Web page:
Burning Embers and Anthropo What?

July 20, 2014 at 9:34 am

How can we finite beings speak of the Unspeakable who is beyond the comprehension of our limited minds? One of the gifts of the Holy Spirit is the Fear of the Lord which is the gift of grasping how small we are in the face of the awesome transcendent majesty of The Absolute Being. Here is how the prophet Isaiah ( Is 6:1-8) conveyed it:

I saw the Lord seated on a  high and lofty throne, They cried one to the other,  “Holy, holy, holy is the Lord of hosts!”  Then I said, “Woe is me.  I am doomed!  For I am a man of unclean lips, living among a people of unclean lips!”   Then one of the Seraphim flew to me, holding an ember that he had taken with tongs from the altar.  He touched my mouth with it and said, “See, now that this has touched your lips, your wickedness is removed, your sin purged.” Then I heard the voice of the Lord saying, “Whom shall I send?  Who will go for us?”  “ Here I am,” I said, “Send me”.

We can only speak of the unspeakable by using inadequate words of our human existence to capture the awesome transcendent majesty of the Absolute Being.  Is God a King?  Is  the kingdom of heaven or God a monarchical theocracy?   I think not.  But within the culture of Isaiah where the prevalent form of governance was monarchy, isn’t that best way to capture the Lord’s majesty?  Is it not still a helpful way to describe the beatific vision?  Isaiah’s language does convey a sense of the Lord as the Master of the Universe. ( I recall asking my son, Martin, when we was a little tyke perhaps 5 or 6 how he saw God.  His said, “ God is the Master of the Universe.”  At that time, I recall there was a cartoon or TV show with that theme).

Mt 10: 24-33 provides another sight of Who our God is:    “Are not two sparrows sold for a small coin?  Yet not one of them falls to the ground without your Father’s knowledge.  Even all the hairs of your head are counted.  So do not be afraid; you are worth more than many sparrows.”

Addressing God as Father, Jesus revealed to us that the Absolute, the Almighty, the Master of the Universe,  loves us as his children.  Therefore, we need not live our lives in the fear of a karmic payback or a strict God who may judge us fairly, yet harshly. Such cowering fear of punishment is not the Fear of the Lord described above. Jesus constantly reveals that the Lord is “ My Father,”   “ Your Father”, “ Our Father,”   “Abba” or Daddy. Without question, one of Jesus’ primary teachings and revelations is God as a loving, merciful, faithful Father who patiently pursues, welcomes home and embraces with love the repentant thief or profligate son. Like Isaiah, we will experience a fearful sense of imperfection in the presence of the Almighty, but we have recourse to the embers of the Eucharistic sacrifice which cleanse and make us one in Jesus’ relationship with his Father who is now our Father as well .

Is God only a Father?  Is this metaphor not yet another anthropomorphism?  So be it for  this anthropomorphic expression is a powerful mode of communicating that the Transcendent is loving and unconditionally merciful.  Yet does not God’s love also have the nurturing presence of a Mother’s love who lovingly strokes the hairs of her children’s head?  Cannot both a mother and father reflect the faithfulness of our God?  May we as parents faithfully reflect God’s loving presence to our children as well as others.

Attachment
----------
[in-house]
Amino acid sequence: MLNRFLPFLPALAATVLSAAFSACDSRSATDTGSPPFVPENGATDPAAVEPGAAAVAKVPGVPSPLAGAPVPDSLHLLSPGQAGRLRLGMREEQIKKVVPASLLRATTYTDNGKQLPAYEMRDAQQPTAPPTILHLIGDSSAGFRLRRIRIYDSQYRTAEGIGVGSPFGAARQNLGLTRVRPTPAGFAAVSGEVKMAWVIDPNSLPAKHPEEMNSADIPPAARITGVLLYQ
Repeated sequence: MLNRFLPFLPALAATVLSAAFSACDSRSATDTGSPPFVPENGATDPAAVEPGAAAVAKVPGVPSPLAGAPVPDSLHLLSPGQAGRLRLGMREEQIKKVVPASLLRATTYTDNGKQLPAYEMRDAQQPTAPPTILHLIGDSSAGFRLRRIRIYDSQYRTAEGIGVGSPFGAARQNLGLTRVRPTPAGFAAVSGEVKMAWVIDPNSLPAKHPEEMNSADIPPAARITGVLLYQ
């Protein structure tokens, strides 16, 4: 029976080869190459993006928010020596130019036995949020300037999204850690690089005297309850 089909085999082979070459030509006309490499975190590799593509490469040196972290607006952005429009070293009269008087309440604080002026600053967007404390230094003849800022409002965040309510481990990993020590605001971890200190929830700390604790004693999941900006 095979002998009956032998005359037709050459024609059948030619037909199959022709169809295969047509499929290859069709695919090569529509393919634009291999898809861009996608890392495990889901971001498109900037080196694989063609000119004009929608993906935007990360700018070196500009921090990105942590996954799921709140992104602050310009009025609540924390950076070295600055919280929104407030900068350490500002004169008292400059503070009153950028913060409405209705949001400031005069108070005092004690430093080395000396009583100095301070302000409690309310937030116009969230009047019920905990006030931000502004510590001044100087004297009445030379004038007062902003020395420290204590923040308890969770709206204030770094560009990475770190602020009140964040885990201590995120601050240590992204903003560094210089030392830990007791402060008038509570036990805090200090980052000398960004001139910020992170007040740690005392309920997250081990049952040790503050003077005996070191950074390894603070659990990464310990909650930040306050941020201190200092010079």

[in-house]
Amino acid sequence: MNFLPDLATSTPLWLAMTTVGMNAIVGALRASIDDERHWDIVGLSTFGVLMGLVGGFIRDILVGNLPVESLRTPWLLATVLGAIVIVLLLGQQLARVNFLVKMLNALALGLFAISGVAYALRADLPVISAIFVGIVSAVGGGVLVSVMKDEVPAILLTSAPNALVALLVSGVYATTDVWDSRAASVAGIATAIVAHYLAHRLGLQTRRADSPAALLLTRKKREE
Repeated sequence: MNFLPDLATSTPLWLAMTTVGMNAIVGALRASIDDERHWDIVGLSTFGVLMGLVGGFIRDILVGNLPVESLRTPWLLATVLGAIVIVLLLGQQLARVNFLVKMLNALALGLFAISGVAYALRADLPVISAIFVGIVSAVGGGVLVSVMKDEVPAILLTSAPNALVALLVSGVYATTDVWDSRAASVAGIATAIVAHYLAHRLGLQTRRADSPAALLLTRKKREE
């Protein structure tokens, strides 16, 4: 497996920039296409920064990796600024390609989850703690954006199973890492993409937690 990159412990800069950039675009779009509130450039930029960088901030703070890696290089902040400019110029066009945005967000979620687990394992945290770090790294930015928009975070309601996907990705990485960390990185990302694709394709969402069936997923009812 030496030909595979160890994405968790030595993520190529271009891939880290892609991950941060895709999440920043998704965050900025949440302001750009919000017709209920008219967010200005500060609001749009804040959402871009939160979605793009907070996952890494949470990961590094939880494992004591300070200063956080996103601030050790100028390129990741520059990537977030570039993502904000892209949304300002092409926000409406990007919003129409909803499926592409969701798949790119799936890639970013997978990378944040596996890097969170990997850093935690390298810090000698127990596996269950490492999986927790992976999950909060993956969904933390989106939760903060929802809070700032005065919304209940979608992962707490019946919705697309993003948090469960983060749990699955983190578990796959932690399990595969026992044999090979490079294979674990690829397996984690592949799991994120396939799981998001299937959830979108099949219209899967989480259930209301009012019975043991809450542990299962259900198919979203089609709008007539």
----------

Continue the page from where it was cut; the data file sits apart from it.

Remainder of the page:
This passage from Matthew comes in the midst of a section of the scripture wherein Jesus is sending his disciples out to preach for the first time. The disciples want to do what Jesus is asking. They are willing like Isaiah to be sent, but they are afraid. He senses their hesitancy and fear.  He tells them “…do not be afraid; you are worth more than many sparrows.”  Is it not amazing that our God who Jesus reveals as Father actually lovingly holds all of creation in His/Her heart?  We should not be afraid of where the Lord may send us as we respond “Here I Am. Send me!” The Almighty knows and loves all of creation every moment. Our Lord God is a deeply loving Master of the Universe.

“Be not afraid.”  Yet we are.  I am.  Despite knowing God’sfaithful ever present loving care, I still fear the future.   I consider continuing to scramble to build barns to hold more wheat in case there is ever a need.  No matter how much money people have, they fear its loss.  Where can it be invested safely come what may?  How can I avoid my circumstances changing for the worse?  How can I make sure that my safety net will not have holes?How challenging it must be to be an investment advisor or money manager for people! How do you think their clients would react if advisors told their clients to pay attention to the counsel of Jesus:

“Consider the birds of the air and the lilies of the field.  They neither sow nor reap or gather into barns.”

Lord, help us deal with our fears.  Both our fears of You and the insecurity of our futures. Help us relax in your loving care.   May the Eucharist be an ember from the sacrifice that makes us holy as it touches our lips.  May it  cleanse us of our fears and enable us to say “Send me”.  May we not be afraid of what other’s think, but share your love in word and deed as your disciples and your children  have down through the years. Let  our hearts understand, recognize and embrace  Your promptings.  May the gift of your grace enable us to follow  You and not refuse You, our Fatherly King.  May we consistently reflect Your Fatherly and Motherly love in our families. May our families be like yours,  a Holy Family. Amen.